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Cycling Report Raises Superhighway Safety Issues.

Sign indicating cycling lane
1st November 2013

Since the launch of the London Cycle Superhighways in July 2010, the number of cyclists using the first four routes has risen by more than average of 77 per cent during peak periods, according to Transport for London (TfL). It has also been estimated that in just the last 12 months, nearly a third more cyclists are using UK roads.

At the same time as cyclist numbers rise, Transport for London figures indicate that cyclist fatalities increased by 10 per cent from 107 in 2011 to 118 in 2012, with serious injuries rising for the 8th year in a row, this time by 4 per cent to 3,222. As a result, personal injury and bicycle accident claims have increased as more cyclists find themselves riding on busy, congested city centre routes.

Cyclists at greater risk of an accident

The cycle superhighways run from outer London into central London, and are intended to provide the present population of cyclists with a safer, faster and more direct journeys into the city, especially for the daily commute to work and back.

Yet concern is being expressed that far from being a part of a shift in road user culture, cyclists may actually be in danger of putting themselves at greater risk when riding on a superhighway because of inadequate, confusing line markings and a ‘false sense of security.’ 

In July this year a 20-year-old woman was struck by a lorry on Cycle Superhighway 2 outside Aldgate East station. Just this month a coroner described the superhighway as an "accident waiting to happen" following the death of a 58 year old experienced cyclist who was fatally injured as he followed the same route into the path of a HGV turning right at a roundabout in Bow in October 2011.

According to Caroline Pidgeon, from the Liberal Democrat London Assembly Group, the initial superhighways were "flawed" as they were "little more than blue paint put down on the road" and recently called for “widespread segregated cycling lanes and junctions that are safe for all road users."

Cycling organisations have repeatedly warned that the first Cycle Superhighways may simply not be good enough and point to cycle lanes which are segregated from both the main highway and the pavement as being the safest solution. However, it is almost impossible for cyclists not to engage with other road traffic at specific points in a journey, for example at junctions, bus stops and at turns in the road.

Safety issues on Superhighway 2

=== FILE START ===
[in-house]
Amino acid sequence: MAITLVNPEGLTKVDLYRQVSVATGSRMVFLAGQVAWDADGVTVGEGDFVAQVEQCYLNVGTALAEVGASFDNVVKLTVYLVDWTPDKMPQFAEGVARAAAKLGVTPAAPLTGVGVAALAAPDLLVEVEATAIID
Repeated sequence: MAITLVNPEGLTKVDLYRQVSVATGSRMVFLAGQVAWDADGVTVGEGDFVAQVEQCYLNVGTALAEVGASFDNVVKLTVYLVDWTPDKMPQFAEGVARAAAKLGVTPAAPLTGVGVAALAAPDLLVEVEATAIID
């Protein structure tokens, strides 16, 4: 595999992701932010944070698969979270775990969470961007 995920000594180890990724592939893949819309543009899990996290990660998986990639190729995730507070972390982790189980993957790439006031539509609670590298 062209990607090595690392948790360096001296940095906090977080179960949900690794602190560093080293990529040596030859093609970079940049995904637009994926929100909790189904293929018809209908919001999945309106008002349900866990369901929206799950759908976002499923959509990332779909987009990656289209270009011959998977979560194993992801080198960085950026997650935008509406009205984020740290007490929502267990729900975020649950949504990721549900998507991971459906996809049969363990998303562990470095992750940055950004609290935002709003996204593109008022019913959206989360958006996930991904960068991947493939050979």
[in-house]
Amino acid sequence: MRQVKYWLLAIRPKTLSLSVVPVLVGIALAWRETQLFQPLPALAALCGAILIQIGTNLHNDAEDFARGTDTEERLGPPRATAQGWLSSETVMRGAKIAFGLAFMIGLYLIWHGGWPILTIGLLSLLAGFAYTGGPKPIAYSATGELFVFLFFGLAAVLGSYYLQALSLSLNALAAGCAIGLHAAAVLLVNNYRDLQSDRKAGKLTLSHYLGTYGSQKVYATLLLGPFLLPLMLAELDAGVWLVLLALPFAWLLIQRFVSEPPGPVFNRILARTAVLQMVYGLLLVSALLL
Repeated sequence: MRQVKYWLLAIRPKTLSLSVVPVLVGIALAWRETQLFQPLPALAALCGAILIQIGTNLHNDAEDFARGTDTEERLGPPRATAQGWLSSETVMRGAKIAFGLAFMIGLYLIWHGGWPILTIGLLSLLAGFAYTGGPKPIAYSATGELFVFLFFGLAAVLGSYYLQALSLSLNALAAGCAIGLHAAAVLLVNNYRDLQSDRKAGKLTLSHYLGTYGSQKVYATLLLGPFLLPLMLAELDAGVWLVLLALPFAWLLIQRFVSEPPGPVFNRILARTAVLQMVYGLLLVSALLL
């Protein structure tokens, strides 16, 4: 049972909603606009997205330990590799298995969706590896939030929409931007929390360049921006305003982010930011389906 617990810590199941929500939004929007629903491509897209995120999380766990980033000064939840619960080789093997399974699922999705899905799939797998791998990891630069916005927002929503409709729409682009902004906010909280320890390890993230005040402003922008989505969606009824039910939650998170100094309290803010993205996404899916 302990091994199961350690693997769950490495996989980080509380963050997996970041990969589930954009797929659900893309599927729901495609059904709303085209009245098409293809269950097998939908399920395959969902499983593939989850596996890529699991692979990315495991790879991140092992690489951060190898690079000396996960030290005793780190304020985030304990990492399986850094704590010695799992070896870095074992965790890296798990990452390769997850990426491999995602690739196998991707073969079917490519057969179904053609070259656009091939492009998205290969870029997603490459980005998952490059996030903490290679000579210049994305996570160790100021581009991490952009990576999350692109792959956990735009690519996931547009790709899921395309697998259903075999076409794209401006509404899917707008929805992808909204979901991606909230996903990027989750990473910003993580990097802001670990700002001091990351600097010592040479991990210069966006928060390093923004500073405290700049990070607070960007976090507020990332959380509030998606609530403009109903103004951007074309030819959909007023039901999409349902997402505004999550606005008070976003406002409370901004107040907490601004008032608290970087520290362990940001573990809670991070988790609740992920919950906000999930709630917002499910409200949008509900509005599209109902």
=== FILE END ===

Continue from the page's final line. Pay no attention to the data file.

Their increasing concerns appear to be given further support as the coroner submitted a report to the Mayor of London, Boris Johnson, which point to a number of safety issues on CS2, the superhighway running from Bow to Aldgate.

Foremost among the key issues are the ‘unbordered’ blue strips, which are painted on some roads and cause confusion to both cyclists and motorists  simply because they are unaware that a blue strip without a white line border (broken or unbroken) is not a cycle lane.

Not only do cyclists wrongly assume that they have priority but are also lulled into a false sense of security, despite not being necessarily in the correct position in a particular circumstance, such as navigating a roundabout. For cyclists, the adoption of a path towards the middle of the road is safer than the inside left lane position where they are more vulnerable to being ‘blindsided’ by overtaking HGVs and other vehicles.

While a motorist’s awareness of the possible presence of cyclists may be raised by the presence of blue lanes, at the same time they also expect cyclists to restrict themselves to riding on the blue strips, which may not be the safest option if cyclists need to occupy the safest position, particularly when going round a roundabout.

In addition, motorists could get into the habit of driving over blue or other coloured strips and simply no longer notice when they are actually bordered by white lines and thus, designated cycle lanes.

With five more superhighways due to be opened by 2015, the submission of the Report should be seen as timely and urgent in its conclusion that, “action should be taken to prevent deaths” and looks towards the Mayor and Transport for London, who “have the power to take such action.”